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Gearing up for the Third Edition of Android Programming: The Big Nerd Ranch Guide

Bill Phillips

Today’s the day: the schedule is clear, the agenda is set. It’s time to start work on a third edition of our Android book.

How did we get here? If this were a software project, we would be in something close to continuous delivery, continuing to issue new releases. And we do that for the book, too, to a certain degree—our book serves as our course materials, so we do some maintenance in between editions as necessary.

But a book like ours does’t work exactly that way. Not for us, at least. Our goal is to have a physical book on physical shelves all across the world. For as long as that edition is out, that book is our foothold for time on the world of Android development. We’re always aware of where that foothold is, and how it might need to change.

And one morning early this summer, we decided that our list of improvements had become a bit too long.

What Requires a New Edition?

Many changes happen in a new edition, but what really forces a new edition are topics that change the structure of what we lead you through, that alter your priorities as a learner. If we were only changing material at the back of the book, it wouldn’t be worth our effort or your money.

A good example of this is a new tool called ConstraintLayout. Ever since our first edition, we have focused on what we consider the three major layouts in Android: LinearLayout, FrameLayout, and RelativeLayout. GridLayout has been out there for a while, but we didn’t consider it essential enough to integrate into the book. In our view, you will be fine without it.

Not so with ConstraintLayout. ConstraintLayout is a supercharged replacement for RelativeLayout. For many layouts, ConstraintLayout should allow you to replace an entire view hierarchy with a single layout. Reducing the number of nested layouts has a big performance impact, so ConstraintLayout should have a real impact on performance for most apps.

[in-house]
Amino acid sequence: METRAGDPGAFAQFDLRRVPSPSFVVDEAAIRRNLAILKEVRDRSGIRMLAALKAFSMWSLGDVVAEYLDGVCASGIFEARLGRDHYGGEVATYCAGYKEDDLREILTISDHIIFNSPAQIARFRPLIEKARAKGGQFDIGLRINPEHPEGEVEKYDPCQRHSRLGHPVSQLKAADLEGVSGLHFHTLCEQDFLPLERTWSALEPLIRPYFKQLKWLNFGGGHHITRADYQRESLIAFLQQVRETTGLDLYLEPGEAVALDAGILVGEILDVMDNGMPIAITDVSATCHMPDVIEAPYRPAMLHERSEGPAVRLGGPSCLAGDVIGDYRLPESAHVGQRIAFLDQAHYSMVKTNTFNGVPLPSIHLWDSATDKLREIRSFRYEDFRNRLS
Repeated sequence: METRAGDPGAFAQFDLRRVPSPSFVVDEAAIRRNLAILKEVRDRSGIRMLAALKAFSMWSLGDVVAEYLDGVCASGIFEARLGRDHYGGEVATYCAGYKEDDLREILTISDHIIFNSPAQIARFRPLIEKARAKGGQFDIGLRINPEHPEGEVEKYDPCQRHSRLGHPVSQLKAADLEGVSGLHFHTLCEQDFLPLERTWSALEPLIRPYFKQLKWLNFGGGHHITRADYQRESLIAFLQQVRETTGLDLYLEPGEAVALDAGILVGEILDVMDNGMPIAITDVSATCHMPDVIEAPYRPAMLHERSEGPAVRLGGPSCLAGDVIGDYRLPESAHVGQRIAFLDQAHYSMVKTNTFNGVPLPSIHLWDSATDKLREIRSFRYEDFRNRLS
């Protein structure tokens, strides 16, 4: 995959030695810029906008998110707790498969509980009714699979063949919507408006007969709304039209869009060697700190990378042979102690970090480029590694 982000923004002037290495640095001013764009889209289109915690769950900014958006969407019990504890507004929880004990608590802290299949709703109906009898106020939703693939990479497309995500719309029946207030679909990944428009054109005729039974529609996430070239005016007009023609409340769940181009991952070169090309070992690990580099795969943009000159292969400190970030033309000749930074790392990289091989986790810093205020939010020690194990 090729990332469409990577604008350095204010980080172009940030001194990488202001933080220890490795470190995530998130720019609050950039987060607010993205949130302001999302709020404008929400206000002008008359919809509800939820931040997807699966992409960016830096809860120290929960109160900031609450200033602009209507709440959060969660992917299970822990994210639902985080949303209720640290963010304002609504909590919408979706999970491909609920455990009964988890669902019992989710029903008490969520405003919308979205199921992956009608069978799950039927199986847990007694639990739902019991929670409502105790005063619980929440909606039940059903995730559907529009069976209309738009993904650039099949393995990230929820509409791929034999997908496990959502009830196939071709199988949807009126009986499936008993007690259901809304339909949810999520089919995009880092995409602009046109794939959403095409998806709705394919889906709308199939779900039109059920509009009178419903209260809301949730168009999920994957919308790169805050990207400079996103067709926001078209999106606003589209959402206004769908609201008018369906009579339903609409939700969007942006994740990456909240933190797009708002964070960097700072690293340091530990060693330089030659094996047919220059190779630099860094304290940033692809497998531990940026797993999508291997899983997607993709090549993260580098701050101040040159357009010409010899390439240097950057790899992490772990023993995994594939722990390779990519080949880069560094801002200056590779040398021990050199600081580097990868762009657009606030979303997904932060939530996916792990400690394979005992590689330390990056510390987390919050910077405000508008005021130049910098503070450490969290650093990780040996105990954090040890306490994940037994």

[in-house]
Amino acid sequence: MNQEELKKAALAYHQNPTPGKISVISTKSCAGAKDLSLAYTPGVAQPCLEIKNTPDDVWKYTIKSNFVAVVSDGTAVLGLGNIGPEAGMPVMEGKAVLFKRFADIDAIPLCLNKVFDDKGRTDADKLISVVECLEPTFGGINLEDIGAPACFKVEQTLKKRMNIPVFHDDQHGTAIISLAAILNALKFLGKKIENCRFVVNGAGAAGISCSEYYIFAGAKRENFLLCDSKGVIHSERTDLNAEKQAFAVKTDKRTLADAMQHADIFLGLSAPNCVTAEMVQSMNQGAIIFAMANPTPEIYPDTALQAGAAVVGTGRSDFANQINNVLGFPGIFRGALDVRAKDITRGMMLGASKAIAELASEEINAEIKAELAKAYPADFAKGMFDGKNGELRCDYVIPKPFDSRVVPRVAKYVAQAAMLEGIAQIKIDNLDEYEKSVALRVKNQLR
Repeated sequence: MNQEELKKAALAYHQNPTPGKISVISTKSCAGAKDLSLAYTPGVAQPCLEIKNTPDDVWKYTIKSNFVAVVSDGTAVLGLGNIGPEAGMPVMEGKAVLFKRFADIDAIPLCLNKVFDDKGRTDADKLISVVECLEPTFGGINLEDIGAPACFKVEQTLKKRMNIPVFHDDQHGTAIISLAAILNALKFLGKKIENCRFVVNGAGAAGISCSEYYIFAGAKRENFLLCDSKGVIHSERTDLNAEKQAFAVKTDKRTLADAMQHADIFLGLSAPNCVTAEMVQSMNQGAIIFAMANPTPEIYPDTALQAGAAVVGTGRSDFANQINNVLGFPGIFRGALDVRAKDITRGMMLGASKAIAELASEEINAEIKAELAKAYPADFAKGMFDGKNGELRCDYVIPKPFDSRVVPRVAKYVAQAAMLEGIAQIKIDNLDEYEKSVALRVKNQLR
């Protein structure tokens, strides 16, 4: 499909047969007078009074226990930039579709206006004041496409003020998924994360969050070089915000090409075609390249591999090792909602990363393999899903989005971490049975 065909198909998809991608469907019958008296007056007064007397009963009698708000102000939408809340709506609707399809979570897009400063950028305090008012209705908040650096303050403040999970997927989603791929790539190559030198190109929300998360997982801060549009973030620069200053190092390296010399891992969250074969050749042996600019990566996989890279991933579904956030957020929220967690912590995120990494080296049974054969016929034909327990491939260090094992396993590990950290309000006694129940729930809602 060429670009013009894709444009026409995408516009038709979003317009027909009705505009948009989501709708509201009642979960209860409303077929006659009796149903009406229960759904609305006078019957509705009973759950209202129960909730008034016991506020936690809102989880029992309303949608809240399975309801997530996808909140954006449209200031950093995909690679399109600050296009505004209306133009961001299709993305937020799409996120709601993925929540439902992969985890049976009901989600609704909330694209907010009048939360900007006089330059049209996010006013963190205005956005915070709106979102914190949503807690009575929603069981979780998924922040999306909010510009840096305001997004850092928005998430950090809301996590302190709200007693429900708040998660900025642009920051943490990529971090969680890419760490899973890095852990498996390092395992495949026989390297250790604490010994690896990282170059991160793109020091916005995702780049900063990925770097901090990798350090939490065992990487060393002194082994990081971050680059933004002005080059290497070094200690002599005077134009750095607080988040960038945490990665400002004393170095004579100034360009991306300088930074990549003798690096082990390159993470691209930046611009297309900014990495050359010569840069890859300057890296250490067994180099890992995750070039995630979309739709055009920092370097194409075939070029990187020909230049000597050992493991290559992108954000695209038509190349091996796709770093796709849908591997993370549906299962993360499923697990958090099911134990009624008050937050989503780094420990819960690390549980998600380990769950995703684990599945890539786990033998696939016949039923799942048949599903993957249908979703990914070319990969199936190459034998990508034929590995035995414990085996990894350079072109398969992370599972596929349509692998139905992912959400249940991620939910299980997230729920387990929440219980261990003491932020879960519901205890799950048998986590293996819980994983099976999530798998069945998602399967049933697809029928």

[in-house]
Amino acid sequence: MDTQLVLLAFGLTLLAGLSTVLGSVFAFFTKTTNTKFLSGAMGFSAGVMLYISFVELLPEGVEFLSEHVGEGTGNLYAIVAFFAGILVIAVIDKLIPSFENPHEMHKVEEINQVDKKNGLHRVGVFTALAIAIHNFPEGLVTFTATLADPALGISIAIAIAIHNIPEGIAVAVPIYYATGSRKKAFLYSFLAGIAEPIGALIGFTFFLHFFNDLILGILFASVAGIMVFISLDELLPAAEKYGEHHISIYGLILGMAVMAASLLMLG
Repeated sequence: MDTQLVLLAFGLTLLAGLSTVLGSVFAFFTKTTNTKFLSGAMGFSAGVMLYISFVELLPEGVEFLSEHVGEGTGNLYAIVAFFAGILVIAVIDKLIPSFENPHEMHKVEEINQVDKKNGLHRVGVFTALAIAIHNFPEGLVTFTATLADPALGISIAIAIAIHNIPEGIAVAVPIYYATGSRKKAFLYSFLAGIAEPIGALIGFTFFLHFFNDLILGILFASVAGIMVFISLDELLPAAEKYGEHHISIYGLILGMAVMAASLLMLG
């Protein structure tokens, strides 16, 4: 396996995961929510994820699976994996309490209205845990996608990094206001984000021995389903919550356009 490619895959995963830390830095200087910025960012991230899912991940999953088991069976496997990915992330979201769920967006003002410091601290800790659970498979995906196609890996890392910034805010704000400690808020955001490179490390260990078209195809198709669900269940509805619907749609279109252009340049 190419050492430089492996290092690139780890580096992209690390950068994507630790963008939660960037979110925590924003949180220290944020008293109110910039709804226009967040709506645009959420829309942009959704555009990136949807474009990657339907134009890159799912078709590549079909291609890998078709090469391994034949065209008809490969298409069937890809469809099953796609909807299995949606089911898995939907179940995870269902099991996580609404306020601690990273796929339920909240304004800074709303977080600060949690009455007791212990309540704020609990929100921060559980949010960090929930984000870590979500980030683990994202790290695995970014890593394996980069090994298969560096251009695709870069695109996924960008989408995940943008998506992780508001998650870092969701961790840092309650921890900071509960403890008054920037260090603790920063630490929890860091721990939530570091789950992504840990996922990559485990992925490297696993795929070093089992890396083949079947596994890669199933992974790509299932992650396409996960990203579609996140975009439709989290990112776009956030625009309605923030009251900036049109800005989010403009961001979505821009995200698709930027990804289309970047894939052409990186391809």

For those reasons, we think that most developers will want to use ConstraintLayout as their go-to layout. That means that it needs to be the go-to layout choice in our book, too. And that’s a much bigger change than writing a new chapter and sticking it in there.

That’s just one example. You get the idea, though—the guide is a whole path, not a set of standalone topics.

What Goes Into a New Edition?

That’s not all that changes, though. With a new edition, we have an opportunity to clean up many smaller details we want to keep up to date:

  • The minSdkVersion. Time has moved on, so we’ll bump up our recommendation again in the third edition.
  • Rewrites. After we’ve had some experience in the classroom, we find that some chapters weren’t as good as we thought they were. The third edition won’t have as much of this as the second, but some chapters have been problematic for readers. They’ll probably be revisited and rewritten.
  • Make it better! This can be so many things, but today I happen to working on improving our solutions so that they’re more up-to-date and easier to import.
  • Address errata. This is also in the “make it better” category, but these are issues readers have reported to us.

We’ve Only Just Begun to Write

This is just the beginning, of course. We’ve got quite a lot of work ahead of us before the new book shows up on shelves. Keep an eye out for more updates!

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